Coco Gauff, 15, stuns defending champion Naomi Osaka to reach Australian Open fourth round

Simon Briggs
The 15-year-old outplayed Naomi Osaka to win in straight sets 6-3, 6-4 - AFP

Is there a more electrifying athlete in world sport than 15-year-old Coco Gauff? After a pair of tennis giants had fallen at Melbourne Park on Friday, Gauff topped off a wild night with an almost casual demoliation of defending champion Naomi Osaka. We haven’t smelled teen spirit like this since Jennifer Capriati was wearing braces.

On any other day, the headlines from the Australian Open would have led with the untimely exit of Serena Williams – the runaway favourite – and the retirement of people’s champion Caroline Wozniacki. Surely that was enough to leave the tennis world agog?

But Gauff is already showing the sort of scene-stealing qualities we might associate with Olivia Colman. Her 6-3, 6-4 win over a psyched-out Osaka upstaged even Williams’s latest failure to land a record 24th major, as well as a poignant farewell speech from a tearful Wozniacki.

A peculiar vortex is created when an absurdly young player starts beating up on the tour. A kind of hysteria. Boris Becker alluded to it on Telegraph Sport, when he warned that “We should be careful of over-talking and over-hyping a 15-year-old American who has won a few matches.”

Yet it is hard to ignore a young woman who can serve at 119mph – a figure that a dozen men at this tournament are unable to match – and run like a gazelle. For all the hope and expectation that tennis fans are investing in Gauff, this is no sporting South Sea Bubble.

In a Eurosport briefing on Thursday, Becker had also suggested that “Naomi Osaka is great. [Bianca] Andreescu is great. I think Coco, tennis-wise, isn’t as good as these players yet.”

But it only took a few minutes for that argument to be exposed. From the off, Gauff’s groundstrokes were stronger and more accurate than Osaka’s. Her serve was more ferocious and her movement was twice as proactive.

Gauff proved that once again she is no flash in the pan Credit: Getty Images

Osaka had dominated their only previous meeting, in the third round of September’s US Open, to such an extent that she only lost three games. She also created one of the year’s most charming scenes when she consoled a distraught Gauff at the net, and then encouraged her to speak to the crowd via the on-court interview with presenter Mary Joe Fernandez.

After such a heartwarming moment, Gauff’s ferocious display could be seen as a curious kind of gratitude. Yet tennis players are obliged to accept the peculiar dynamic of individual sport, in which they are simultaneously colleagues and rivals. “A real athlete can absolutely hate you on the court,” Gauff said on Friday, “but off the court they're nice. That's what true champions are.”

Osaka’s post-match take was a little different. “Losing to her hurts more than the defending champion thing,” she said, “I think it's because I have an age problem. Like, I don't like losing to people that are younger than me.” This bugbear may explain why – as soon as she realised how much Gauff has improved since August – Osaka began to stress out. She never found her rhythm or her poise.

“Her serve is way better than when I played her last year,” Osaka admitted. “I thought she was hitting very close [above] the net today. I definitely had more pressure, because I am on paper supposed to win this match. I let that haze my vision a little bit.”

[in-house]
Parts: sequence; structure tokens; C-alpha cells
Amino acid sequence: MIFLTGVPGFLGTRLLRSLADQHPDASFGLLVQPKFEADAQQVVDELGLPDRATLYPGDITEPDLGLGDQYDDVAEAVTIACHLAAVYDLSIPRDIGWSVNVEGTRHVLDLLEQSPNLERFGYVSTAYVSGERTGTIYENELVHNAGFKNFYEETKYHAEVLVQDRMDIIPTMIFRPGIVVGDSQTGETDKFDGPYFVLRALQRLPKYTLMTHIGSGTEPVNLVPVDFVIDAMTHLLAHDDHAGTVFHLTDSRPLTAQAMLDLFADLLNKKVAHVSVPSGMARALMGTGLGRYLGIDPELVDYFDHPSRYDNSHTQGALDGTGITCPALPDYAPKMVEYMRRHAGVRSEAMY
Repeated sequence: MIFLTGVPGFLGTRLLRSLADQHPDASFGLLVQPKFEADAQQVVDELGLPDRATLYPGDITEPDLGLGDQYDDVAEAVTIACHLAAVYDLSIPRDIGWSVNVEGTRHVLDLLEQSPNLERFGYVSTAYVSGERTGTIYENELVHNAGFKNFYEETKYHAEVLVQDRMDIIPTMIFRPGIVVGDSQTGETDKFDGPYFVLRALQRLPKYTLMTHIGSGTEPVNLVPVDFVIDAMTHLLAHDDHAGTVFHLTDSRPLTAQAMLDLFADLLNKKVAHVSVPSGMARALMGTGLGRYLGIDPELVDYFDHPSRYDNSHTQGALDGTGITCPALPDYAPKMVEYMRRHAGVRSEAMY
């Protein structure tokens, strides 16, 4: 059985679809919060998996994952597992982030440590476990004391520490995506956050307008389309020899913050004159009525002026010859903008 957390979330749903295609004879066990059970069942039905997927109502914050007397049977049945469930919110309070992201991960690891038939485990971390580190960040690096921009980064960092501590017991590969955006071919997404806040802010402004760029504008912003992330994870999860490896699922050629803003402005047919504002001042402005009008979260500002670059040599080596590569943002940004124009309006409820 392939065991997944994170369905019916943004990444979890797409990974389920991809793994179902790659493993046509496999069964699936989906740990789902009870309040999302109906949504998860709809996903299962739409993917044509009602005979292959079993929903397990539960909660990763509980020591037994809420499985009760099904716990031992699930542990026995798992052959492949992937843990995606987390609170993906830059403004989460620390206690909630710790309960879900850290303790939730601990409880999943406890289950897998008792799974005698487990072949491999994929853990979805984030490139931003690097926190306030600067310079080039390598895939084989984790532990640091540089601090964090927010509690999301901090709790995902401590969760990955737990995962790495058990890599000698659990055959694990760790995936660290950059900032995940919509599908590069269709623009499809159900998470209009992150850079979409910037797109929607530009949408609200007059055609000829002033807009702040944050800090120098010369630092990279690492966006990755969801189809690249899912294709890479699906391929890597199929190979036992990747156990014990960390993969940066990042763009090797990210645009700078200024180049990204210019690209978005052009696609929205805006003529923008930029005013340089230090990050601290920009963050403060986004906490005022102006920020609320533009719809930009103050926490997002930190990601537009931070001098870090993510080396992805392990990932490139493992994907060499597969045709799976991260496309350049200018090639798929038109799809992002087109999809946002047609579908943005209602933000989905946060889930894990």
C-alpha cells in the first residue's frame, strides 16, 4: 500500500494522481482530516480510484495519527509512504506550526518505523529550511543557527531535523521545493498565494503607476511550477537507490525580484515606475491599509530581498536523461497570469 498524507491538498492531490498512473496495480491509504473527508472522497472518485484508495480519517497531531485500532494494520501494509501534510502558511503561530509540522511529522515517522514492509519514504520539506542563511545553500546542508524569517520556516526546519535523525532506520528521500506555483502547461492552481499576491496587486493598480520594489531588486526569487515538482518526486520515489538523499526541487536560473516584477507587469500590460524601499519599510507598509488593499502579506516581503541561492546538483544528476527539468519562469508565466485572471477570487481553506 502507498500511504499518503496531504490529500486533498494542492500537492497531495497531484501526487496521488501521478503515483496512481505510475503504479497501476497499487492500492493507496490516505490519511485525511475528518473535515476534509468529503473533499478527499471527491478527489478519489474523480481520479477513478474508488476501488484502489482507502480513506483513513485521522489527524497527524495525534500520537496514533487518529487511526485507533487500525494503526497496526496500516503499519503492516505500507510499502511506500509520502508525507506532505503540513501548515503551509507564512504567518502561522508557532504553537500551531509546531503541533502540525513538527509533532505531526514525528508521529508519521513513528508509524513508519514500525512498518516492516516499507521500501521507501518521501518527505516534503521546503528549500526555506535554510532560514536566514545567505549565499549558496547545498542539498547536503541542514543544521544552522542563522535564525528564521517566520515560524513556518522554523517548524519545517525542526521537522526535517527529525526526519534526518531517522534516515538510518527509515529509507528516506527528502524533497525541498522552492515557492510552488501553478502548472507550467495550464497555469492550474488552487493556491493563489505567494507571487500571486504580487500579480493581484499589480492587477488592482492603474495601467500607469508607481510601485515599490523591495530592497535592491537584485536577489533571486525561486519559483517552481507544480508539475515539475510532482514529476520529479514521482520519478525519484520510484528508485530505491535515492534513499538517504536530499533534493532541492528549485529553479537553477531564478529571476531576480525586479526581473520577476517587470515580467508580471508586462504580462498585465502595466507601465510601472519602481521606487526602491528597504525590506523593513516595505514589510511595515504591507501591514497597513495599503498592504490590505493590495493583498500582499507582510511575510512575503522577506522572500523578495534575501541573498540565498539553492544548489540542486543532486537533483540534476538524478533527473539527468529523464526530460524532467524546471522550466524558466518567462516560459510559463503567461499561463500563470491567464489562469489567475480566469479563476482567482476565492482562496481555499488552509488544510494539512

Earlier, Williams had also been involved in a US Open rematch that forked off in a very different direction. In September’s quarter-final on Arthur Ashe Stadium, China’s Wang Qiang had put up paper-thin resistance in a 6-1, 6-0 defeat. On Friday, by contrast, the fleet-footed Wang proved harder to break through than a titanium bank-vault.

Qiang Wang celebrates after beating Serena Williams in Melbourne Credit: REX

Once Wang had completed her 6-4, 6-7, 7-5 victory, the most obvious question related to Williams’s future. Everyone wants to know the same thing: how long will she keep chasing Margaret Court’s record of 24 major titles? Yet in her post-match interview, Williams dropped no hints of imminent retirement. Quite the reverse: she spoke about being “on the way up” after her title in Hobart a fortnight ago. To her, the alarming tally of 56 unforced errors during Friday’s match felt like nothing more than a frustrating anomaly.

“I just made far too many errors to be a professional athlete today,” said Williams afterwards. “Like, I literally can't do that again. That's unprofessional. It's not cool. I'm way too old to play like this at this stage of my career. It's such a big tournament. It's no excuse, to be honest. I'm definitely going to be training tomorrow. That's first and foremost, to make sure I don't do this again.”  

For as long as she keeps pursuing the elusive Court, Williams is likely to notice Wozniacki’s absence from the locker-room. She was certainly emotional about it on Friday, telling reporters in the interview room that “Guys, I can't answer Caroline questions. I'm going to be crying. She's one of my best friends in the world [and] I'm going to miss her.”

Earlier, Wozniacki had come up with the quote of the night after her own 7-5, 3-6, 7-5 defeat to the talented Tunisian shotmaker Ons Jabeur. "I think it was only fitting that my last match would be a three-setter, a grinder,” she said, with a sardonic twinkle. “And that I would finish my career with a forehand error."

Try as she might, Wozniacki could not stop the tears from flowing during her on-court interview with Chanda Rubin. Her final moments on the court were accompanied by the same sort of send-off video, full of tributes from her peers, that Andy Murray had to watch here last year. There was one crucial difference, however. Wozniacki is genuinely ready to go.


Gauff marches on

Gauff reaches the fourth round of the Australian Open Credit: AFP


Hats off... either Rod Laver, or more likely his social media team.